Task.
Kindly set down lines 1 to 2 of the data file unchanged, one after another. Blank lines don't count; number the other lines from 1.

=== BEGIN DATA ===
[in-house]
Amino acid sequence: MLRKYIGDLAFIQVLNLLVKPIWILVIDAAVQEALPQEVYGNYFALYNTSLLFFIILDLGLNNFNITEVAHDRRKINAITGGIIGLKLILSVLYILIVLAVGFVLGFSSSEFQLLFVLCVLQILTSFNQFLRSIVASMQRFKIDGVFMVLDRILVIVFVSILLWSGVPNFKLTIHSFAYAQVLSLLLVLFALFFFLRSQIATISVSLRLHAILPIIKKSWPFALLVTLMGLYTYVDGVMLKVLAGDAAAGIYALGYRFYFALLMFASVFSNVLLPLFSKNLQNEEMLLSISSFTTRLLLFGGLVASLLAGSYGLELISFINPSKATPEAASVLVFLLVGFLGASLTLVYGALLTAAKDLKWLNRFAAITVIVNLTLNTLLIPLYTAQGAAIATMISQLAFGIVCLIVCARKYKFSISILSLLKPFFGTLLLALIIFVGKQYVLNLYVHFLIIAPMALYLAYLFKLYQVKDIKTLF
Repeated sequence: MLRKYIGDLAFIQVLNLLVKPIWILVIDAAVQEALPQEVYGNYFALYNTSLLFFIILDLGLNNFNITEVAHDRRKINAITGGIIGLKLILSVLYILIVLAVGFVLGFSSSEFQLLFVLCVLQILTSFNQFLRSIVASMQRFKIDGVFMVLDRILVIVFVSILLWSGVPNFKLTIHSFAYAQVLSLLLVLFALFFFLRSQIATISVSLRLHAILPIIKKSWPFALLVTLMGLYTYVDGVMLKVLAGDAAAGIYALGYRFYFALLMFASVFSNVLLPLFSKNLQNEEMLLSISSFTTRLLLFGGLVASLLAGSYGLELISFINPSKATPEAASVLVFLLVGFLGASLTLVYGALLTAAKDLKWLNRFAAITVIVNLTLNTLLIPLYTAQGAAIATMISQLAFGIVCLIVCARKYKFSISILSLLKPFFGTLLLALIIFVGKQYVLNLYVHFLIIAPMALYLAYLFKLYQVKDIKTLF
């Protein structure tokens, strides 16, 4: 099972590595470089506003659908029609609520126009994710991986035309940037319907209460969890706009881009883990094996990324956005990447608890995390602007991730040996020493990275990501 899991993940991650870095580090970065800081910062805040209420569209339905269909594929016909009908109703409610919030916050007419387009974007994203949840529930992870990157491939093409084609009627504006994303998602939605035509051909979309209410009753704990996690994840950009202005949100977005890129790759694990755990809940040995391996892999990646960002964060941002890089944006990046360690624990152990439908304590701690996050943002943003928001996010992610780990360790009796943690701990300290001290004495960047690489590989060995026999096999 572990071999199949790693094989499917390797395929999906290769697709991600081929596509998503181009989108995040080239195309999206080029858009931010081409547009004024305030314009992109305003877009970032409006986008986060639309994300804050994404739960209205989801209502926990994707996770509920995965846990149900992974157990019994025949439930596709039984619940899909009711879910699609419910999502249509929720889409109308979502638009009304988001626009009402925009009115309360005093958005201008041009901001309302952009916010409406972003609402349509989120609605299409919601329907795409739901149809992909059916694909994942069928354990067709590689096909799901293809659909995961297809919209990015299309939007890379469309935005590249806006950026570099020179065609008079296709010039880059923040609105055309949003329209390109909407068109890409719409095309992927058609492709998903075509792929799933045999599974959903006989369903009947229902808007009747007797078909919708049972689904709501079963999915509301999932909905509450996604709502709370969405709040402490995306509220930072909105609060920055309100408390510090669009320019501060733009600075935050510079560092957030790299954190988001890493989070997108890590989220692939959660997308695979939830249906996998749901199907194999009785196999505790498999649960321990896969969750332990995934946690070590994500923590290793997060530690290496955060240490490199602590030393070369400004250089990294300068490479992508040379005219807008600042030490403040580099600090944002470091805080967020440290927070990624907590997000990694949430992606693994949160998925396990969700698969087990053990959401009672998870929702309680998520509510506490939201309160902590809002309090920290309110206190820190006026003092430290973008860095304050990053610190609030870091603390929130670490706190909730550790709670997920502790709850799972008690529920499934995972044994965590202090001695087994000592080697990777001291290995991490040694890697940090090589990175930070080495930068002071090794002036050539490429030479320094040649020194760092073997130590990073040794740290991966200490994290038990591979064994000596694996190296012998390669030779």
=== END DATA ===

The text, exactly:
[in-house]
Amino acid sequence: MLRKYIGDLAFIQVLNLLVKPIWILVIDAAVQEALPQEVYGNYFALYNTSLLFFIILDLGLNNFNITEVAHDRRKINAITGGIIGLKLILSVLYILIVLAVGFVLGFSSSEFQLLFVLCVLQILTSFNQFLRSIVASMQRFKIDGVFMVLDRILVIVFVSILLWSGVPNFKLTIHSFAYAQVLSLLLVLFALFFFLRSQIATISVSLRLHAILPIIKKSWPFALLVTLMGLYTYVDGVMLKVLAGDAAAGIYALGYRFYFALLMFASVFSNVLLPLFSKNLQNEEMLLSISSFTTRLLLFGGLVASLLAGSYGLELISFINPSKATPEAASVLVFLLVGFLGASLTLVYGALLTAAKDLKWLNRFAAITVIVNLTLNTLLIPLYTAQGAAIATMISQLAFGIVCLIVCARKYKFSISILSLLKPFFGTLLLALIIFVGKQYVLNLYVHFLIIAPMALYLAYLFKLYQVKDIKTLF